Moderna says its coronavirus vaccine is nearly 95% effective
Moderna said Monday that its coronavirus vaccine candidate is 94.5% effective in fighting the virus, per an initial analysis released by the company.
Why it matters: The Moderna vaccine — alongside Pfizer's similarly effective candidate — provides another dash of hope that the pandemic currently raging across the world could be tamed by next year.
The state of play: Moderna's study, done in collaboration with the National Institute of Health, looked at 30,000 participants — with half receiving a placebo.
- In 95 cases of COVID-19 that developed among participants, 90 were taking the placebo.
- Of the 11 people who contracted "severe" COVID-19 infections, all were taking a placebo.
- Moderna reports there are no significant safety concerns so far.
- The company also said that the vaccine could be stored at refrigerator temperatures for up to a month — compared to Pfizer's vaccine candidate, which requires ultra-cold conditions.
What they're saying: "It’s extremely good news. If you look at the data, the numbers speak for themselves," said Dr. Anthony Fauci, per the Washington Post.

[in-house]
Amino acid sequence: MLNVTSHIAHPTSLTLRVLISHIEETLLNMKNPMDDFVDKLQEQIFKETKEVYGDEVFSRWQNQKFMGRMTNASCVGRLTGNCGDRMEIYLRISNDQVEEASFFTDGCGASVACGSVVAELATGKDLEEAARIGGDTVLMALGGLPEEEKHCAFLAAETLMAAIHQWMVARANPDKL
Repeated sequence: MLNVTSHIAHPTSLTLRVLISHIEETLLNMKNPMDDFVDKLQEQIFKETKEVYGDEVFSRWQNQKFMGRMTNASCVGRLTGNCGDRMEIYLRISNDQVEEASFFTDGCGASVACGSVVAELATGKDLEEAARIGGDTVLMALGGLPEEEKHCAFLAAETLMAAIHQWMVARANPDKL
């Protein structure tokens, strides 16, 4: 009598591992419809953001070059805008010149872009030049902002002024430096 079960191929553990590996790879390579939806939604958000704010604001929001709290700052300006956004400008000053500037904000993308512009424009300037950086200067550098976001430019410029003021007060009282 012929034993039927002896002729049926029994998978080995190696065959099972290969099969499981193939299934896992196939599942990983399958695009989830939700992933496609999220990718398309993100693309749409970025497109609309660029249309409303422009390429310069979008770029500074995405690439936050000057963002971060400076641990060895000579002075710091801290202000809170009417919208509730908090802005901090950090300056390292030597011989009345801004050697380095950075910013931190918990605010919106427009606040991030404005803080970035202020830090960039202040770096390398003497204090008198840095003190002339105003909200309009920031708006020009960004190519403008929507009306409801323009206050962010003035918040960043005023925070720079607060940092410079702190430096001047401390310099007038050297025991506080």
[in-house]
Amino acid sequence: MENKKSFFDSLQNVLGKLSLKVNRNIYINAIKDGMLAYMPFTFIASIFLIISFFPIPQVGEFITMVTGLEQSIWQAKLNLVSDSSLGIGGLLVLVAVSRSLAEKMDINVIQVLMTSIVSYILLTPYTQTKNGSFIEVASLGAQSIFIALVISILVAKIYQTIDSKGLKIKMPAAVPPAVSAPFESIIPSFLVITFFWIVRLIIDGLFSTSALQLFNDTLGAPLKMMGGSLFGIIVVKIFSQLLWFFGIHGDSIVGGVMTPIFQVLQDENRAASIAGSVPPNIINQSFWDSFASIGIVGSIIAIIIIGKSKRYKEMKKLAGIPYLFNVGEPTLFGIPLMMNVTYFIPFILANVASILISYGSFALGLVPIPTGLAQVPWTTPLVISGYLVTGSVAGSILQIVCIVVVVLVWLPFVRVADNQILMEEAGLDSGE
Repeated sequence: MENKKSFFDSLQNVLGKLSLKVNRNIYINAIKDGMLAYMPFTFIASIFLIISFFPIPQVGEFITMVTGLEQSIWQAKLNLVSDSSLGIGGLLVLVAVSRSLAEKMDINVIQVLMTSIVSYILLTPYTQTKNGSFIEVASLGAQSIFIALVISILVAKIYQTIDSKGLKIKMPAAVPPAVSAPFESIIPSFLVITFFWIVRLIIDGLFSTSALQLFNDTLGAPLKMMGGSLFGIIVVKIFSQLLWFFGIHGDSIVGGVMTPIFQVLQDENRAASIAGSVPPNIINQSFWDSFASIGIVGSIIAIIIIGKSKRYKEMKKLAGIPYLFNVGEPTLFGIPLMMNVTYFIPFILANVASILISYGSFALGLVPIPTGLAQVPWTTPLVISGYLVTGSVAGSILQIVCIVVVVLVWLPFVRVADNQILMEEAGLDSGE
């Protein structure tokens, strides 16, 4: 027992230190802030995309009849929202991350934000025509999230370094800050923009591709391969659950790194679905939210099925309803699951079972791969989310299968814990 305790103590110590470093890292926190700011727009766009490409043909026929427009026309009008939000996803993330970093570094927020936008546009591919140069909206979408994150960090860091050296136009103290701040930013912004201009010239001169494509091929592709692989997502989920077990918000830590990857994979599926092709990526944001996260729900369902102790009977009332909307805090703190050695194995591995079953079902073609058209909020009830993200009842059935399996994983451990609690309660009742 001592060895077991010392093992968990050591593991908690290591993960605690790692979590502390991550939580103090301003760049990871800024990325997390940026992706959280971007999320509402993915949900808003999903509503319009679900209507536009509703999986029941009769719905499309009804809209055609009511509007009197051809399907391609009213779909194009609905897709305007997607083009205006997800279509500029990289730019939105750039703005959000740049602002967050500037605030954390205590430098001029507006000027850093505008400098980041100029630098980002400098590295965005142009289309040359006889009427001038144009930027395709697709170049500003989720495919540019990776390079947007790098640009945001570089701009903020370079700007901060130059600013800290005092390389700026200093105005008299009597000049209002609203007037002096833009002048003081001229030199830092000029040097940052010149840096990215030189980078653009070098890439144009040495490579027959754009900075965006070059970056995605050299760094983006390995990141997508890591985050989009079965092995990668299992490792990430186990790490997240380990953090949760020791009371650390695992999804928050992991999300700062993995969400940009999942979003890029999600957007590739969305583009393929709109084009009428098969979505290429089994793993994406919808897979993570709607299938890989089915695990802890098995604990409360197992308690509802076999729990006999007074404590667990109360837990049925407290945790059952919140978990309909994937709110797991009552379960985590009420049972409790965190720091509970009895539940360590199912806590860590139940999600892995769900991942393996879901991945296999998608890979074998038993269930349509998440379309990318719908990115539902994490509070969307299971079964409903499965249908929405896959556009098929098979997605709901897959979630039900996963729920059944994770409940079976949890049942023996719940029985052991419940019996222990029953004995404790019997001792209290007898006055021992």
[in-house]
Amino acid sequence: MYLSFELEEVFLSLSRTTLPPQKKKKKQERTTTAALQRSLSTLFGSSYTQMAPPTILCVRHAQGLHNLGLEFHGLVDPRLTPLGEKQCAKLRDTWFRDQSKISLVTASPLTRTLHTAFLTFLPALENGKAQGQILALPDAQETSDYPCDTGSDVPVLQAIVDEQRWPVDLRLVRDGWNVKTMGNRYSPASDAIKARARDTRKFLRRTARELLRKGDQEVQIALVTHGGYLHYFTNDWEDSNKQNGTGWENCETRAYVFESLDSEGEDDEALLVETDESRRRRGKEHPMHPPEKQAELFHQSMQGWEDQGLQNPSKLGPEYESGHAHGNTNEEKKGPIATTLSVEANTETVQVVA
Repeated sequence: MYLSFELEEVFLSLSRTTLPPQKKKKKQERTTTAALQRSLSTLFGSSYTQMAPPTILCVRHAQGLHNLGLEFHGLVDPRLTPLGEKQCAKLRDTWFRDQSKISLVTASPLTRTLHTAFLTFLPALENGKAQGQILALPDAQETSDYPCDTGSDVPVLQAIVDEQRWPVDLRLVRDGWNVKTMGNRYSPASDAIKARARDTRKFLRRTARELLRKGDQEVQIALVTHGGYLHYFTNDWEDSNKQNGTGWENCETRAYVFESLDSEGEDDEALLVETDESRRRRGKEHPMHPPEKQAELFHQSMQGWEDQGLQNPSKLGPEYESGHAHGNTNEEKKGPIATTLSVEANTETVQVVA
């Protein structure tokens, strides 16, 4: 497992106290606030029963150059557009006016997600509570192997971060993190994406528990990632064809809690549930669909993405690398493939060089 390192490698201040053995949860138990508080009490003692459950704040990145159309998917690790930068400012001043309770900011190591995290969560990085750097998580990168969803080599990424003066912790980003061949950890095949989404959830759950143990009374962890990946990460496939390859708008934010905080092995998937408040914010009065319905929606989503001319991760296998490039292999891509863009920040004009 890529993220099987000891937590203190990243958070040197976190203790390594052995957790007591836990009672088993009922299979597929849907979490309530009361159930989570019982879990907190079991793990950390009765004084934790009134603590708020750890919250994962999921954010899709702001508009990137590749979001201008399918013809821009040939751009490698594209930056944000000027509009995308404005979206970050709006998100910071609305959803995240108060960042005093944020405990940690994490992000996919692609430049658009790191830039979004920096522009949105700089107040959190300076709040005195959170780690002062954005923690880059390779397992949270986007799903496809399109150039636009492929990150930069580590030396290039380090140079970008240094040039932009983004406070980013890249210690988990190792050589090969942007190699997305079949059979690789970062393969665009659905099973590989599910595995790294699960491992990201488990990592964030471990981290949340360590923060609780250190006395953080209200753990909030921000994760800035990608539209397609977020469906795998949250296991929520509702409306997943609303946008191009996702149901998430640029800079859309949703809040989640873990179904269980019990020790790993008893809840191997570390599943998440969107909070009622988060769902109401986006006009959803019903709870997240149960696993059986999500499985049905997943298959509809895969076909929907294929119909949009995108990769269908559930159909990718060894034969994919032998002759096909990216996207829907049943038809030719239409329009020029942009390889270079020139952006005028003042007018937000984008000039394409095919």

- "I describe myself as a realist, but I’m fundamentally a cautious optimist. I felt we’d likely get something less than this. … I said certainly a 90-plus-percent effective vaccine is possible, but I wasn’t counting on it."
The big picture: The Moderna vaccine was part of the federal government's Operation Warp Speed acceleration project, and the company received about $2.5 billion to back its research and development.
- Pfizer, on the other hand, funded its own vaccine research but did commit to an Operation Warp Speed deal to speed potential distribution.
Worth noting: Like Pfizer's announcement last week, Moderna's details on its vaccine candidate came in the form of a press release.
- The data has not been peer-reviewed and its effectiveness could change as the study progresses, but Moderna says they plan to submit to a peer-reviewed publication when the study is complete.
- Pfizer CEO Albert Bourla said that his company had avoided such specificity about effectiveness given that the numbers could continue changing as its trial continues.